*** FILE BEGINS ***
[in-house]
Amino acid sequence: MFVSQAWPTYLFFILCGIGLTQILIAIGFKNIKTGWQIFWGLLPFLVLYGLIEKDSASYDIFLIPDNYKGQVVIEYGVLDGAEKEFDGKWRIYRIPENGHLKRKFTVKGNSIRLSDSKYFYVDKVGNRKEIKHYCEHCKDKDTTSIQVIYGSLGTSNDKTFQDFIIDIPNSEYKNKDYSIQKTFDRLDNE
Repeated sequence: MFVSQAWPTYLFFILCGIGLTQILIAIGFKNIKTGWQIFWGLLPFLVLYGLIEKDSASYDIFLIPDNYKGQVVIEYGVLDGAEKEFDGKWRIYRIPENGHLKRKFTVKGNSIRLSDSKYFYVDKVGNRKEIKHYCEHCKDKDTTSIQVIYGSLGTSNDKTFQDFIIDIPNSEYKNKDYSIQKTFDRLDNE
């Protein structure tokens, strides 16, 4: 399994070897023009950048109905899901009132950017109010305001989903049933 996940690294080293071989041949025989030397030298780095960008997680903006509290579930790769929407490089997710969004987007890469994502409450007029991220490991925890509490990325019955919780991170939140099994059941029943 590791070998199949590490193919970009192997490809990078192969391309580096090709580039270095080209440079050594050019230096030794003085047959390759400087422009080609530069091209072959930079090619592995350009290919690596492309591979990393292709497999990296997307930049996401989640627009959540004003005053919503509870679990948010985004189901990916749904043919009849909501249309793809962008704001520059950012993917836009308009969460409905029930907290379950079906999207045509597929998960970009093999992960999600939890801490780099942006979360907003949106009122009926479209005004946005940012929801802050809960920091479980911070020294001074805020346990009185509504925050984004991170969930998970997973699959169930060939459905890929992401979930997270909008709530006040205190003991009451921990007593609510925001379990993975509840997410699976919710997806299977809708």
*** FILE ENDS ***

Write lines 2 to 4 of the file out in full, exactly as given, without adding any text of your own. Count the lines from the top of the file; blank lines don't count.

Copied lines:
Amino acid sequence: MFVSQAWPTYLFFILCGIGLTQILIAIGFKNIKTGWQIFWGLLPFLVLYGLIEKDSASYDIFLIPDNYKGQVVIEYGVLDGAEKEFDGKWRIYRIPENGHLKRKFTVKGNSIRLSDSKYFYVDKVGNRKEIKHYCEHCKDKDTTSIQVIYGSLGTSNDKTFQDFIIDIPNSEYKNKDYSIQKTFDRLDNE
Repeated sequence: MFVSQAWPTYLFFILCGIGLTQILIAIGFKNIKTGWQIFWGLLPFLVLYGLIEKDSASYDIFLIPDNYKGQVVIEYGVLDGAEKEFDGKWRIYRIPENGHLKRKFTVKGNSIRLSDSKYFYVDKVGNRKEIKHYCEHCKDKDTTSIQVIYGSLGTSNDKTFQDFIIDIPNSEYKNKDYSIQKTFDRLDNE
């Protein structure tokens, strides 16, 4: 399994070897023009950048109905899901009132950017109010305001989903049933 996940690294080293071989041949025989030397030298780095960008997680903006509290579930790769929407490089997710969004987007890469994502409450007029991220490991925890509490990325019955919780991170939140099994059941029943 590791070998199949590490193919970009192997490809990078192969391309580096090709580039270095080209440079050594050019230096030794003085047959390759400087422009080609530069091209072959930079090619592995350009290919690596492309591979990393292709497999990296997307930049996401989640627009959540004003005053919503509870679990948010985004189901990916749904043919009849909501249309793809962008704001520059950012993917836009308009969460409905029930907290379950079906999207045509597929998960970009093999992960999600939890801490780099942006979360907003949106009122009926479209005004946005940012929801802050809960920091479980911070020294001074805020346990009185509504925050984004991170969930998970997973699959169930060939459905890929992401979930997270909008709530006040205190003991009451921990007593609510925001379990993975509840997410699976919710997806299977809708």